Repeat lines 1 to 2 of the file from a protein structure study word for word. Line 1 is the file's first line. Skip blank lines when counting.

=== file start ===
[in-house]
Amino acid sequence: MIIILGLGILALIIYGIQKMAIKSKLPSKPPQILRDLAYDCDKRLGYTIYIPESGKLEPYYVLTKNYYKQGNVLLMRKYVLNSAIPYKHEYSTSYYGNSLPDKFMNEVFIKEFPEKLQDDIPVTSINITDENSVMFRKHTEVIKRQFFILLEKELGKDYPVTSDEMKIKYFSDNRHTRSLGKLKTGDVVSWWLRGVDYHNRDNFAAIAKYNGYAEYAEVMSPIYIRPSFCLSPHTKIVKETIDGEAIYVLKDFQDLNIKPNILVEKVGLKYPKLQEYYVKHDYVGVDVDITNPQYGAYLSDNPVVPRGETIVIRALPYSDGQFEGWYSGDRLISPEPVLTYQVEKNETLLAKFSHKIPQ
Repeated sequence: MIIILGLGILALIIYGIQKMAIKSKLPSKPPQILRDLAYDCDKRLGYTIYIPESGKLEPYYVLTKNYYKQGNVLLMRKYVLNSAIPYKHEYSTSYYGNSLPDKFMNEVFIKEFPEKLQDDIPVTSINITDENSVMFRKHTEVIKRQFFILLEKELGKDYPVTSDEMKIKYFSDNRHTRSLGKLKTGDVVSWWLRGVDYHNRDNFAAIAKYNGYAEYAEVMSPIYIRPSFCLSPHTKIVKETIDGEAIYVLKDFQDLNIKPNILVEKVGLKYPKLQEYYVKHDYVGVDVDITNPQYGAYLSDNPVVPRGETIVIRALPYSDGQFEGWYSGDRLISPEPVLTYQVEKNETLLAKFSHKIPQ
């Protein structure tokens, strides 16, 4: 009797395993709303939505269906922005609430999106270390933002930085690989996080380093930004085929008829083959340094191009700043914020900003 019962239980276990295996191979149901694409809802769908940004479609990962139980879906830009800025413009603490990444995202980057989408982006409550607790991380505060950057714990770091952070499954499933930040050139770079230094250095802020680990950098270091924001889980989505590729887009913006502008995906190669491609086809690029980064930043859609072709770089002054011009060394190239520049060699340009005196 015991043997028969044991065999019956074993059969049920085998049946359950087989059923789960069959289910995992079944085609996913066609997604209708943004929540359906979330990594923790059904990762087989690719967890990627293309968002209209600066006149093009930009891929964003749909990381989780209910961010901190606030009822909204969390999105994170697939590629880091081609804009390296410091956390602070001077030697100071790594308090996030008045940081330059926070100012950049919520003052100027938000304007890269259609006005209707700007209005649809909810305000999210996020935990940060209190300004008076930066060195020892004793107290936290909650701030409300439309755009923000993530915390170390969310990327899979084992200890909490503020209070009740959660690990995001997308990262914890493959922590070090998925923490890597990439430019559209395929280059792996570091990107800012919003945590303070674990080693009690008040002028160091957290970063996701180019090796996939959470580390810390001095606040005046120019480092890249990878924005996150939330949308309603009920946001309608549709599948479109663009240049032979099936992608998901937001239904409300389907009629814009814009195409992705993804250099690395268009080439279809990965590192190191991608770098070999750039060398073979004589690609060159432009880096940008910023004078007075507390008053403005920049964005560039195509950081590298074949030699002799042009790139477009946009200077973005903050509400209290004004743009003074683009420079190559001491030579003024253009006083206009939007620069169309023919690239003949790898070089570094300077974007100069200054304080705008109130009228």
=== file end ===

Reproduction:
[in-house]
Amino acid sequence: MIIILGLGILALIIYGIQKMAIKSKLPSKPPQILRDLAYDCDKRLGYTIYIPESGKLEPYYVLTKNYYKQGNVLLMRKYVLNSAIPYKHEYSTSYYGNSLPDKFMNEVFIKEFPEKLQDDIPVTSINITDENSVMFRKHTEVIKRQFFILLEKELGKDYPVTSDEMKIKYFSDNRHTRSLGKLKTGDVVSWWLRGVDYHNRDNFAAIAKYNGYAEYAEVMSPIYIRPSFCLSPHTKIVKETIDGEAIYVLKDFQDLNIKPNILVEKVGLKYPKLQEYYVKHDYVGVDVDITNPQYGAYLSDNPVVPRGETIVIRALPYSDGQFEGWYSGDRLISPEPVLTYQVEKNETLLAKFSHKIPQ